Welcome to Rick Perry 2.0.

The Republican Texas governor is retooling his presidential campaign, shuffling staff and touting a bold but controversial new tax plan, hoping to rebound from a recent plunge in the polls.

The Perry campaign announced Monday that it has hired several veteran operatives with national campaign experience to augment a team that had been dominated by people who had long work histories with Perry in Texas.

The most notable of the new hires is senior adviser Joe Allbaugh, who was campaign manager for George W. Bush’s presidential run in 2000.

The personnel moves came as Perry prepared to give a speech Tuesday in South Carolina in which he will announce a proposal for a national flat tax to replace the current income tax system. Perry, who has largely avoided interviews in his first two months as a candidate, will hold a news conference after the speech in Columbia. Meanwhile, his campaign will start running television commercials this week in Iowa in an effort to reintroduce Perry to Republicans in the first state that will vote in the primary process.

The shifts come after a series of lackluster debate performances that left Perry trailing not only former Massachusetts governor Mitt Romney but also businessman Herman Cain in polls. Romney is now considered the favorite in the race, while Cain has grabbed a chunk of the anti-Romney vote that was expected to gravitate to Perry.

Perry’s embrace of the flat tax could help him win back conservatives who like Cain’s proposal to overhaul the tax code and replace it with his “9-9-9” plan, which includes a national sales tax.

Perry aides said the new hires were not a reaction to criticism from fellow Republicans who say the candidate has struggled to present a vision for the country beyond repeatedly citing his record in Texas. While dismissing debates as a “fraction” of the nomination process, the aides emphasized Perry’s advantages: a record of winning tough campaigns in Texas, the unwillingness of many grass-roots Republicans to back Romney and the $15 million that Perry has left in campaign funds, more than nearly all of his rivals.

Fresh faces

The aides portrayed the new advisers and the speech as simply a natural evolution in the campaign, even as other Republicans said the hires were a clear sign that Perry’s Austin-based operation had not succeeded over the past two months.

“These experienced advisors will play an instrumental role in helping me share my vision to get America working again with the nation, and I am proud to have their support as our campaign expands,” Perry said in a statement announcing the hires.

But several Perry supporters, who did not want to criticize the campaign publicly, say the governor, whose candidacy was announced with great fanfare in August, must seize what they believe may be one of his last opportunities to reverse his fortunes.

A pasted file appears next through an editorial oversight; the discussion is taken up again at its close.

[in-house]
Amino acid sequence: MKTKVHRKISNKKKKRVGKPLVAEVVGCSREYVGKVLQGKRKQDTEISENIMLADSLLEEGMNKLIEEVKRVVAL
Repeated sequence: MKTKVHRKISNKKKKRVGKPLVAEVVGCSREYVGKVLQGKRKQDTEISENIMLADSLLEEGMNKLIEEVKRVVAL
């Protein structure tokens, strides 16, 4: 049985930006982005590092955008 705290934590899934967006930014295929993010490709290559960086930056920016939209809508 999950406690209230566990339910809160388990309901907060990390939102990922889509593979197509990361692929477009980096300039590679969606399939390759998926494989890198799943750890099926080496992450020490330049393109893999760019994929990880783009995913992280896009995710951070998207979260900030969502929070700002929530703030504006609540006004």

They hope that his speech on Tuesday will address his most glaring vulnerability: a perception that he lacks intellectual heft.

“You’ve got to have command of the issues,” said one GOP donor who backs Perry.

Tony Fabrizio, who will do polling for Perry, was a top aide to then-Sen. Robert J. Dole’s 1996 presidential campaign, as was Nelson Warfield, who will work on commercials. Another ad man new to the team, Curt Anderson, worked on Bush’s 2000 and 2004 campaigns.

Allbaugh’s hiring was the most surprising. While sources said that he and Perry’s team had long discussed him joining the operation, the Bush and Perry clans are known for having a rivalry in Texas. Allbaugh was one of the members of the “Iron Triangle” — along with Karl Rove and Karen Hughes — that led Bush’s campaign in 2000, and Rove has been openly critical of Perry’s campaign at times.

“It has been a very tight circle, and they need to expand it,” said one fundraiser. “You’ve got to have people with broader opinions and broader experiences.”

Will changes help?

But other Republicans say staff changes often don’t help campaigns to rebound.

“I don’t see a lot of evidence in the history of campaigns that when you do that, it increases your odds of success,” said Mattthew Dowd, who advised Bush’s campaigns in 2000 and 2004. “When you go from a close-knit group to people who are essentially hired guns — every time I’ve seen it happen, it’s never turned out well.”

Perry supporters were heartened, they said, by his stronger — though still not flawless — performance in a debate in Las Vegas last week. And they say that, with Cain now facing strong criticism from conservatives on his tax plan and his comments that abortion should be a personal choice, Perry essentially has a second chance to make a first impression.

“The Perry team is seeing a rebound,” said one backer.

But Perry may have a long way to go before he can reverse the slide that began at a debate in Orlando last month, when he said that people who didn’t agree with his pro-immigration positions were heartless.

And Perry, who effectively accused Federal Reserve Chairman Ben S. Bernanke of treason earlier in his candidacy, may face criticism over his latest controversial remark.

In an interview in Parade magazine published Sunday, he was asked about the persistent, inaccurate belief among some conservatives that President Obama was not born in the United States. “I don’t know,” Perry responded, when asked whether he trusted that the birth certificate Obama released this year was authentic. He then noted, “I had dinner with Donald Trump the other night.”

“He doesn’t think it’s real,” Perry said of the businessman.

Staff writers Chris Cillizza and Philip Rucker contributed to this report.

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